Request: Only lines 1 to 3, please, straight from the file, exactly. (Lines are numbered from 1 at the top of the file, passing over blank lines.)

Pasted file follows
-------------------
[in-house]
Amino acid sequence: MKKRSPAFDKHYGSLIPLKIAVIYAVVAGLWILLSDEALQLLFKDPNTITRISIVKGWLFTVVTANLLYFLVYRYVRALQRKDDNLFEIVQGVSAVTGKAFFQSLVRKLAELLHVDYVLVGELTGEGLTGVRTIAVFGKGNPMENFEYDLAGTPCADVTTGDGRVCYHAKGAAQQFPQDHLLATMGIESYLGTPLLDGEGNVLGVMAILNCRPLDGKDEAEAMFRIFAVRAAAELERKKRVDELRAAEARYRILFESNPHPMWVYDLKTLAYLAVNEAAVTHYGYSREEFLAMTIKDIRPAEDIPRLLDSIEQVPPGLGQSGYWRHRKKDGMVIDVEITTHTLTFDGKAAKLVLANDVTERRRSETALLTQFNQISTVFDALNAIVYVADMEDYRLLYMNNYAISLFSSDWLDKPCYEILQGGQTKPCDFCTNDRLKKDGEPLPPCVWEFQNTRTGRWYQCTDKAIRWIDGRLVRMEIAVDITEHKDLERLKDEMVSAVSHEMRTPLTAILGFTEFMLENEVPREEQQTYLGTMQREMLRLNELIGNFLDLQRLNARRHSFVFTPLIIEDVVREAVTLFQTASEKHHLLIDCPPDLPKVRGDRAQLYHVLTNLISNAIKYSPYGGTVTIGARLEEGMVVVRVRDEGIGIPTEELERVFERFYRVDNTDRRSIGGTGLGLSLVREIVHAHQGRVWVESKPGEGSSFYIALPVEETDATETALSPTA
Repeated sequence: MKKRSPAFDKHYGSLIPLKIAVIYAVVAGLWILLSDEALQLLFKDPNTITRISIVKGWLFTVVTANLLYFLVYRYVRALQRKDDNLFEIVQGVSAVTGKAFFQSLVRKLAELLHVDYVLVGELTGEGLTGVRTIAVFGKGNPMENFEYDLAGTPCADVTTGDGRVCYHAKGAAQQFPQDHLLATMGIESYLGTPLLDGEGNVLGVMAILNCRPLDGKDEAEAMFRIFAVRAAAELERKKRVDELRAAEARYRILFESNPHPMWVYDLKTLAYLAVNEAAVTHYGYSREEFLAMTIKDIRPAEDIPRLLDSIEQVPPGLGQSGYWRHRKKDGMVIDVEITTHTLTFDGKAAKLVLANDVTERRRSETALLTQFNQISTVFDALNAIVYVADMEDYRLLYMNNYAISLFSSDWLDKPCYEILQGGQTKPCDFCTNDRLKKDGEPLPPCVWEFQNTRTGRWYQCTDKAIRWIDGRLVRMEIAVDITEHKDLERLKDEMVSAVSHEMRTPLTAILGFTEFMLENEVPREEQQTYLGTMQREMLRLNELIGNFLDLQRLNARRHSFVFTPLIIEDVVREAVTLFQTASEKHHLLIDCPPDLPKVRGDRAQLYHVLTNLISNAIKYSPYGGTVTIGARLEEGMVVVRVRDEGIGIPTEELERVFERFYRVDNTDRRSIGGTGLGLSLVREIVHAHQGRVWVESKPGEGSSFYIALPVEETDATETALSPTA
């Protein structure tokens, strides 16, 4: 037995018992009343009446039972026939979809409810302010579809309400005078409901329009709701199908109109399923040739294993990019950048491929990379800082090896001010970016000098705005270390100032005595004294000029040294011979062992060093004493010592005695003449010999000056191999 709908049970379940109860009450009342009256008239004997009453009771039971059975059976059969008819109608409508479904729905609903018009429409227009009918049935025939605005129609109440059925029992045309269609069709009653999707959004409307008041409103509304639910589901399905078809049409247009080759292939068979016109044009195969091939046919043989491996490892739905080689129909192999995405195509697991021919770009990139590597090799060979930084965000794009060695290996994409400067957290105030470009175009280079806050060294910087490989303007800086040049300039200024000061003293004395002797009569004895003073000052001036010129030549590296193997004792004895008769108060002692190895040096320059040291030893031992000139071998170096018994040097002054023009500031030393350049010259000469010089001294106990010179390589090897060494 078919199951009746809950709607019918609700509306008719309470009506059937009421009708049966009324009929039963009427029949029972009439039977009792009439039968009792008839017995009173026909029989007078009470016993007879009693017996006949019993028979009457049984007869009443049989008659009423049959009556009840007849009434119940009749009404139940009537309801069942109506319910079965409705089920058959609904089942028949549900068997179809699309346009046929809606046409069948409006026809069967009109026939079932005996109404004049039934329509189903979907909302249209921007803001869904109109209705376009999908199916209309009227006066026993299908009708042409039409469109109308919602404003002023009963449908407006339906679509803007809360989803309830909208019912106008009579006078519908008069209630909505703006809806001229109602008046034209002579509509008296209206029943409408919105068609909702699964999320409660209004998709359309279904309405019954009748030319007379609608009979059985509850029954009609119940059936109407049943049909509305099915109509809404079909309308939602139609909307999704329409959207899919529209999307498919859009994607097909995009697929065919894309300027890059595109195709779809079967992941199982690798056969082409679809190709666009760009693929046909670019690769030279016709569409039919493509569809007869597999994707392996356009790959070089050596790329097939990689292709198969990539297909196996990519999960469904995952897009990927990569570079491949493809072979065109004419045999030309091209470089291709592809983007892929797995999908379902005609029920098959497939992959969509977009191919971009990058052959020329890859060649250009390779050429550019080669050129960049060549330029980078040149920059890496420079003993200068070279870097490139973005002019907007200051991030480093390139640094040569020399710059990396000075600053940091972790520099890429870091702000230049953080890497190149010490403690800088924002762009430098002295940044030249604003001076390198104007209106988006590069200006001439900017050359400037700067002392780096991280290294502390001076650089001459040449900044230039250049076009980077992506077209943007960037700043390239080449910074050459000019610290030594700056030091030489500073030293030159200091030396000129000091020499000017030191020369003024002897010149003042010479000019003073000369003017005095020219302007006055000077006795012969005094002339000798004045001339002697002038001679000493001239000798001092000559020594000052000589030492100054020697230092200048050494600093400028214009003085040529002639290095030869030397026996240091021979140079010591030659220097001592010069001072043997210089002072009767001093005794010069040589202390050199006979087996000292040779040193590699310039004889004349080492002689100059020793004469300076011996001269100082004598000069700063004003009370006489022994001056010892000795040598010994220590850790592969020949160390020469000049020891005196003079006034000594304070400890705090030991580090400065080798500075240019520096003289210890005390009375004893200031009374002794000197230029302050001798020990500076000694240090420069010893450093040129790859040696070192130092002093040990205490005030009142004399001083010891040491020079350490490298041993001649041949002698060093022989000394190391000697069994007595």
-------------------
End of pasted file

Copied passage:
[in-house]
Amino acid sequence: MKKRSPAFDKHYGSLIPLKIAVIYAVVAGLWILLSDEALQLLFKDPNTITRISIVKGWLFTVVTANLLYFLVYRYVRALQRKDDNLFEIVQGVSAVTGKAFFQSLVRKLAELLHVDYVLVGELTGEGLTGVRTIAVFGKGNPMENFEYDLAGTPCADVTTGDGRVCYHAKGAAQQFPQDHLLATMGIESYLGTPLLDGEGNVLGVMAILNCRPLDGKDEAEAMFRIFAVRAAAELERKKRVDELRAAEARYRILFESNPHPMWVYDLKTLAYLAVNEAAVTHYGYSREEFLAMTIKDIRPAEDIPRLLDSIEQVPPGLGQSGYWRHRKKDGMVIDVEITTHTLTFDGKAAKLVLANDVTERRRSETALLTQFNQISTVFDALNAIVYVADMEDYRLLYMNNYAISLFSSDWLDKPCYEILQGGQTKPCDFCTNDRLKKDGEPLPPCVWEFQNTRTGRWYQCTDKAIRWIDGRLVRMEIAVDITEHKDLERLKDEMVSAVSHEMRTPLTAILGFTEFMLENEVPREEQQTYLGTMQREMLRLNELIGNFLDLQRLNARRHSFVFTPLIIEDVVREAVTLFQTASEKHHLLIDCPPDLPKVRGDRAQLYHVLTNLISNAIKYSPYGGTVTIGARLEEGMVVVRVRDEGIGIPTEELERVFERFYRVDNTDRRSIGGTGLGLSLVREIVHAHQGRVWVESKPGEGSSFYIALPVEETDATETALSPTA
Repeated sequence: MKKRSPAFDKHYGSLIPLKIAVIYAVVAGLWILLSDEALQLLFKDPNTITRISIVKGWLFTVVTANLLYFLVYRYVRALQRKDDNLFEIVQGVSAVTGKAFFQSLVRKLAELLHVDYVLVGELTGEGLTGVRTIAVFGKGNPMENFEYDLAGTPCADVTTGDGRVCYHAKGAAQQFPQDHLLATMGIESYLGTPLLDGEGNVLGVMAILNCRPLDGKDEAEAMFRIFAVRAAAELERKKRVDELRAAEARYRILFESNPHPMWVYDLKTLAYLAVNEAAVTHYGYSREEFLAMTIKDIRPAEDIPRLLDSIEQVPPGLGQSGYWRHRKKDGMVIDVEITTHTLTFDGKAAKLVLANDVTERRRSETALLTQFNQISTVFDALNAIVYVADMEDYRLLYMNNYAISLFSSDWLDKPCYEILQGGQTKPCDFCTNDRLKKDGEPLPPCVWEFQNTRTGRWYQCTDKAIRWIDGRLVRMEIAVDITEHKDLERLKDEMVSAVSHEMRTPLTAILGFTEFMLENEVPREEQQTYLGTMQREMLRLNELIGNFLDLQRLNARRHSFVFTPLIIEDVVREAVTLFQTASEKHHLLIDCPPDLPKVRGDRAQLYHVLTNLISNAIKYSPYGGTVTIGARLEEGMVVVRVRDEGIGIPTEELERVFERFYRVDNTDRRSIGGTGLGLSLVREIVHAHQGRVWVESKPGEGSSFYIALPVEETDATETALSPTA